1/2 3D rendering of a whole femur of an OPN knockout mouse (left) and inspection of microporosity of cortical bone (right) with lacunae coloured yellow and blood vessels red. 3. Open cell metallic foam. 4. Aluminium alloy showing the interaction between a growing fatigue crack and grain boundaries. 5. 3D rendering of transverse ply crack array in CFRP cross-ply laminate.

2

3

Project

Applications

Engineering materials and structures

Metallic, polymeric, composite and ceramic; Resolutions to sub micron levels; Input to multi-physics modelling

Genetics

Numerous phenotype studies; Efficient use of precious animal resources

Cardio-vascular health

Animal model and ex vivo imaging of soft tissue

Respiratory health

Lung stereology; Animal model and ex vivo

Regenerative medicine

Tissue engineered constructs in vitro and in vivo musculoskeletal, cardiac, endothelia, and cardiac tissues including stem cells

Geotechnical testing

In-situ geophysical monitoring; Petro-physical characterisation; Structural quantification down to µmscale

Orthopaedic engineering and biomaterials

Whole implant constructs down to mechanics of the bone at the ultra-structure level

Surface science

Many material types and densities; In-situ capabilities; Input to multi-physics modelling

Archaeology

Applications in palaeopathological, forensic and taphonomic modification studies of osteological remains; Ceramics; Reconstruction with computer graphics

Analysis Suite: Eight high specification workstations supporting a suite of commercial and non-commercial visualisation and analysis tools (including mesh and point cloud generation) – Avizo – VGStudio MAX – Simpleware – IDL – LAVISION DaVIS – Digisens

The µ-VIS Approach: Imaging: - System flexibility - Automation - Advanced methods

1

Data handling: - Fast, cost-effective HPC (GPGPU) - End-to-end workflow, interoperability

+

Computer vision: - Training and established resources - Advanced algorithm implementation (esp. feature extraction)

5

4

To find out more about µ-VIS and how to gain access to our facilities and expertise please email us or visit our website.

muvis@southampton.ac.uk www.southampton.ac.uk/muvis


www.southampton.ac.uk/muvis muvis@southampton.ac.uk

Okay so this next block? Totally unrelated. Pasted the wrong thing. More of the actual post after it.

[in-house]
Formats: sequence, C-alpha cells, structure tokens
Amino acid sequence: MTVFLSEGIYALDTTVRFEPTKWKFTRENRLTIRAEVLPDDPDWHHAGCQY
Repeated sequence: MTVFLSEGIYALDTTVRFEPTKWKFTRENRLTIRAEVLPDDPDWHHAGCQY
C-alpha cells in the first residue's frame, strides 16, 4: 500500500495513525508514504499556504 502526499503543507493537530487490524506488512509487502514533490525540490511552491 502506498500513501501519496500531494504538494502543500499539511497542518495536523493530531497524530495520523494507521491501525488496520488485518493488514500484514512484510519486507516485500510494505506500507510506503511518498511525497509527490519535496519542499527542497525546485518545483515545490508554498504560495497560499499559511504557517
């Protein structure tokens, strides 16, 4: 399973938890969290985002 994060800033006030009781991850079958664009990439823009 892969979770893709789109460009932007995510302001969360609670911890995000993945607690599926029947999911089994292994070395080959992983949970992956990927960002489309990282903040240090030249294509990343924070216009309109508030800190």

Case studies

Situation Bolt holes prepared in thick CFRP laminates revealed unexpected surface cracks within the countersink. The extent, geometry and relation to the manufacturing process were unknown. What we did High resolution CT was performed on simply prepared samples using lab micro-focus facilities at the university. Volume images were prepared to show the 3D visualisation of the internal crack (red in the images above) and their relation to the ply structure and geometry.

Impact The extent and interconnected character of the cracking was fully revealed in 3D. An unexpected role of lubricant in crack formation was identified which was not anticipated by the client. Time-consuming and relatively uninformative metallographic investigation was avoided. Lubrication strategy was upgraded, improving component quality.

Situation A small pot with coins dating to the 2nd century found in the Selby area, East Riding of Yorkshire. Excavating and cleaning just a single coin can take hours or even days. What we did High resolution CT was performed and volume images were generated to visualise details of coins in 3D. The University of Southampton and the owners of the artefacts have plans to share the data with the public through future exhibitions and online.

Impact Archaeologists were able to examine and identify coins quickly and without the need for conservation treatment. This approach has potential for examining many other archaeological objects faster, cheaper and with less intervention than excavation.

Inside information. Advanced X-ray computed tomography


www.southampton.ac.uk/muvis muvis@southampton.ac.uk

Case studies

Situation Bolt holes prepared in thick CFRP laminates revealed unexpected surface cracks within the countersink. The extent, geometry and relation to the manufacturing process were unknown. What we did High resolution CT was performed on simply prepared samples using lab micro-focus facilities at the university. Volume images were prepared to show the 3D visualisation of the internal crack (red in the images above) and their relation to the ply structure and geometry.

Impact The extent and interconnected character of the cracking was fully revealed in 3D. An unexpected role of lubricant in crack formation was identified which was not anticipated by the client. Time-consuming and relatively uninformative metallographic investigation was avoided. Lubrication strategy was upgraded, improving component quality.

Situation A small pot with coins dating to the 2nd century found in the Selby area, East Riding of Yorkshire. Excavating and cleaning just a single coin can take hours or even days. What we did High resolution CT was performed and volume images were generated to visualise details of coins in 3D. The University of Southampton and the owners of the artefacts have plans to share the data with the public through future exhibitions and online.

Impact Archaeologists were able to examine and identify coins quickly and without the need for conservation treatment. This approach has potential for examining many other archaeological objects faster, cheaper and with less intervention than excavation.

Inside information. Advanced X-ray computed tomography

μ-VIS: Multidisciplinary, Multiscale, Microtomographic Volume Imaging  

Information about muvis, a centre for computed tomography serving the Biomedical, Engineering, Environmental and Archeological sciences